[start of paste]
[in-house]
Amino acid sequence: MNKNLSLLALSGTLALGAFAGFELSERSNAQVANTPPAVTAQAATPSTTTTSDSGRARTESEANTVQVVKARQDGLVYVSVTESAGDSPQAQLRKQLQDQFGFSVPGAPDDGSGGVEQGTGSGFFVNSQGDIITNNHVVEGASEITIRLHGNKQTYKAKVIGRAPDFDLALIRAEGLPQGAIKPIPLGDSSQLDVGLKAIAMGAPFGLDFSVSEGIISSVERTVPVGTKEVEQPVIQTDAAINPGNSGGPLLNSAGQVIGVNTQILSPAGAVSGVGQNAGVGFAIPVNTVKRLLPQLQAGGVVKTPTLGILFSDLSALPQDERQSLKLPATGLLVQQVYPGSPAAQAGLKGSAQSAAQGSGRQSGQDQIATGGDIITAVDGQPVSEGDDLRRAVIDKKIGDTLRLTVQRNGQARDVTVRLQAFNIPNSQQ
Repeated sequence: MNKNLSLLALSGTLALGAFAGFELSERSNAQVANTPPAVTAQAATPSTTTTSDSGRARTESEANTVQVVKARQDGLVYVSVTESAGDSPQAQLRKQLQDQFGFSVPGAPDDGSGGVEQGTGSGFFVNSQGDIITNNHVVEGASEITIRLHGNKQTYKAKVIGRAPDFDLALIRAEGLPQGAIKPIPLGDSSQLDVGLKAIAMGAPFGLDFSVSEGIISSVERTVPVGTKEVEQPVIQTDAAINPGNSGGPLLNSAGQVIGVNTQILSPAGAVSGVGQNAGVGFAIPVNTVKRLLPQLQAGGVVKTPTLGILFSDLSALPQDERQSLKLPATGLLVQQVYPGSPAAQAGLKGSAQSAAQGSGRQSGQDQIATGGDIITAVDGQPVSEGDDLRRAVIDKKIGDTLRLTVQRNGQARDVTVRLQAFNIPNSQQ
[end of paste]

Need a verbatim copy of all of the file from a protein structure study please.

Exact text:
[in-house]
Amino acid sequence: MNKNLSLLALSGTLALGAFAGFELSERSNAQVANTPPAVTAQAATPSTTTTSDSGRARTESEANTVQVVKARQDGLVYVSVTESAGDSPQAQLRKQLQDQFGFSVPGAPDDGSGGVEQGTGSGFFVNSQGDIITNNHVVEGASEITIRLHGNKQTYKAKVIGRAPDFDLALIRAEGLPQGAIKPIPLGDSSQLDVGLKAIAMGAPFGLDFSVSEGIISSVERTVPVGTKEVEQPVIQTDAAINPGNSGGPLLNSAGQVIGVNTQILSPAGAVSGVGQNAGVGFAIPVNTVKRLLPQLQAGGVVKTPTLGILFSDLSALPQDERQSLKLPATGLLVQQVYPGSPAAQAGLKGSAQSAAQGSGRQSGQDQIATGGDIITAVDGQPVSEGDDLRRAVIDKKIGDTLRLTVQRNGQARDVTVRLQAFNIPNSQQ
Repeated sequence: MNKNLSLLALSGTLALGAFAGFELSERSNAQVANTPPAVTAQAATPSTTTTSDSGRARTESEANTVQVVKARQDGLVYVSVTESAGDSPQAQLRKQLQDQFGFSVPGAPDDGSGGVEQGTGSGFFVNSQGDIITNNHVVEGASEITIRLHGNKQTYKAKVIGRAPDFDLALIRAEGLPQGAIKPIPLGDSSQLDVGLKAIAMGAPFGLDFSVSEGIISSVERTVPVGTKEVEQPVIQTDAAINPGNSGGPLLNSAGQVIGVNTQILSPAGAVSGVGQNAGVGFAIPVNTVKRLLPQLQAGGVVKTPTLGILFSDLSALPQDERQSLKLPATGLLVQQVYPGSPAAQAGLKGSAQSAAQGSGRQSGQDQIATGGDIITAVDGQPVSEGDDLRRAVIDKKIGDTLRLTVQRNGQARDVTVRLQAFNIPNSQQ